Environment and Climate Change Canada is expressing concerns over the ecological damage caused by road salt in Canada. According to a report by Blacklock’s Reporter, federal researchers believe that road salt poses a greater environmental threat than fracking, despite the fact that Ontario and Québec use tons of it each year.
The department report acknowledges that salt application for de-icing purposes has been a major source of contamination, and there is still room for improvement. While road salt was added to the Environment Department’s priority substance list in 1995, it was not labeled as toxic. However, research conducted in 2001 concluded that salt does pose a risk to various ecosystems and groundwater.
The majority of the 4.9 million tonnes of road salt used in Canada each year are used in Ontario. The department finds it difficult to evaluate the quantity of road salt used in the country due to the lack of usage data from Québec. The last figures available from Québec, which date back to 2017, indicate an annual salt usage of 1.5 million tonnes in the province.
The report highlights Canada as the largest consumer of salt in the world, primarily due to the demand for road salt in winter conditions. Approximately 90 to 95 percent of Canada’s salt consumption is used for de-icing and chemical production.
One of the concerning aspects mentioned in the report is the lack of comprehensive studies on chloride concentrations across Canada. Many recent studies in North American freshwater ecosystems have shown increasing chloride concentrations. In 2001, the government of Canada published an assessment report on the impacts of road salts, which concluded that the excessive use of road salts was raising chloride levels in both ground and surface waters, leading to adverse effects on the environment.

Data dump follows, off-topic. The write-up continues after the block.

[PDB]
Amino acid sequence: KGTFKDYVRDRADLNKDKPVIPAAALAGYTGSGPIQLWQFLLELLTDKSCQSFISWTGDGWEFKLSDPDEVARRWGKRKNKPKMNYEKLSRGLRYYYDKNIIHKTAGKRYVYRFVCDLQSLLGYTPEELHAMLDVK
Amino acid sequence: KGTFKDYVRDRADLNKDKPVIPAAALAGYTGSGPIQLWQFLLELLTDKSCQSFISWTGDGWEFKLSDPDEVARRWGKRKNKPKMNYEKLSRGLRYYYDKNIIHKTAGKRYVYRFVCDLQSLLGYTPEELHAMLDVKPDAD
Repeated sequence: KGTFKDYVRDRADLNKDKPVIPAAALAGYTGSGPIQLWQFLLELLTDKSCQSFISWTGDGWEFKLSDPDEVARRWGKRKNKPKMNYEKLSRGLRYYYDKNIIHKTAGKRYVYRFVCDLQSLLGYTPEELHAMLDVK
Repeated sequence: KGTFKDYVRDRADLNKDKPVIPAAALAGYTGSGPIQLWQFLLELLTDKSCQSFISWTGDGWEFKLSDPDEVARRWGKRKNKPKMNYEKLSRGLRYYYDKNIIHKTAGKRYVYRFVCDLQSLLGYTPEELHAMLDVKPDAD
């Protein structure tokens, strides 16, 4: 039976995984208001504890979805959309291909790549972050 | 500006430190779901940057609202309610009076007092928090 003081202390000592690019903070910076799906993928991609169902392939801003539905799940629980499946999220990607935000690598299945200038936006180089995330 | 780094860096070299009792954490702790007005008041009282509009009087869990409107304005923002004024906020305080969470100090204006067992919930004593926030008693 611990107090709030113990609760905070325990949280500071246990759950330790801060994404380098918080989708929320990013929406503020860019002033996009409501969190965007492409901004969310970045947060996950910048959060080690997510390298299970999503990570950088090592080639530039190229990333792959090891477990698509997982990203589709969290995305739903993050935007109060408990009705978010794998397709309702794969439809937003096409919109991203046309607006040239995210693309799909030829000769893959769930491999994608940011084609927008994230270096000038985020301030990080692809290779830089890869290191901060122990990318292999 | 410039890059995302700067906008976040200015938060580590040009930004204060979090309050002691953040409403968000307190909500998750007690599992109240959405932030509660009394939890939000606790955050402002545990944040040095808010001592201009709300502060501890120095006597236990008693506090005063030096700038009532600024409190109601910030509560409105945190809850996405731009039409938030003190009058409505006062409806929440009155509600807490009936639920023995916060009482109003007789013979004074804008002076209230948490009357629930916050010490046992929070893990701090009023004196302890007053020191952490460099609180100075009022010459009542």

The report emphasizes that the implementation of best practices in road salt management is crucial to protect the environment from its negative impacts. Different regions require varying salt application techniques, making it essential to find region-specific solutions.
Researchers have criticized Canadian municipalities for their excessive use of road salt, suggesting that it is often driven by the expectation of bare pavement and sidewalks throughout winter, without proper consideration for public safety or environmental damage.
In addition to road salt, the report points out that several everyday chemicals, including farm fertilizers, pose more significant hazards to the environment than shale gas fracking. A 2013 report obtained by the Department of Natural Resources states that surface activities like municipal landfills, industrial waste disposal sites, and runoff from road salt, fertilizers, and pesticides pose the largest risks to groundwater.
Contrary to the environmental concerns surrounding road salt and other chemicals, the report reassures that hydraulic fracturing with Canadian technologies and regulatory requirements has not had significant negative environmental impacts.
The government Road Salts report serves as a five-year review of the progress made through the implementation of the “Code of Practice for the Environmental Management of Road Salts, 2014 to 2019.” This report highlights the need for further efforts to manage road salt usage and prevent ecological damage in Canada.